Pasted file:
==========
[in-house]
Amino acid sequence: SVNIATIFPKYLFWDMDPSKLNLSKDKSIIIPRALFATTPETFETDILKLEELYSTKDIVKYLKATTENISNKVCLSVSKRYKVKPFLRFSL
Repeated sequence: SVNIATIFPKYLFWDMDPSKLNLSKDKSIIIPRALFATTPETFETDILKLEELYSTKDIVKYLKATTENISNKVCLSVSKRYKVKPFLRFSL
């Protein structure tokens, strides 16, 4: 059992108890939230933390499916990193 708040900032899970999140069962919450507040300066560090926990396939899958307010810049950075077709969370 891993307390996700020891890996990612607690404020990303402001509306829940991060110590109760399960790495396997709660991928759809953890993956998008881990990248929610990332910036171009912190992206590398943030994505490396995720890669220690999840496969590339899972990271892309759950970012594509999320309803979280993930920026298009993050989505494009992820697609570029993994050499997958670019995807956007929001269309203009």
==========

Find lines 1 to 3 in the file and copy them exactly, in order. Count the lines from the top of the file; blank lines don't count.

[in-house]
Amino acid sequence: SVNIATIFPKYLFWDMDPSKLNLSKDKSIIIPRALFATTPETFETDILKLEELYSTKDIVKYLKATTENISNKVCLSVSKRYKVKPFLRFSL
Repeated sequence: SVNIATIFPKYLFWDMDPSKLNLSKDKSIIIPRALFATTPETFETDILKLEELYSTKDIVKYLKATTENISNKVCLSVSKRYKVKPFLRFSL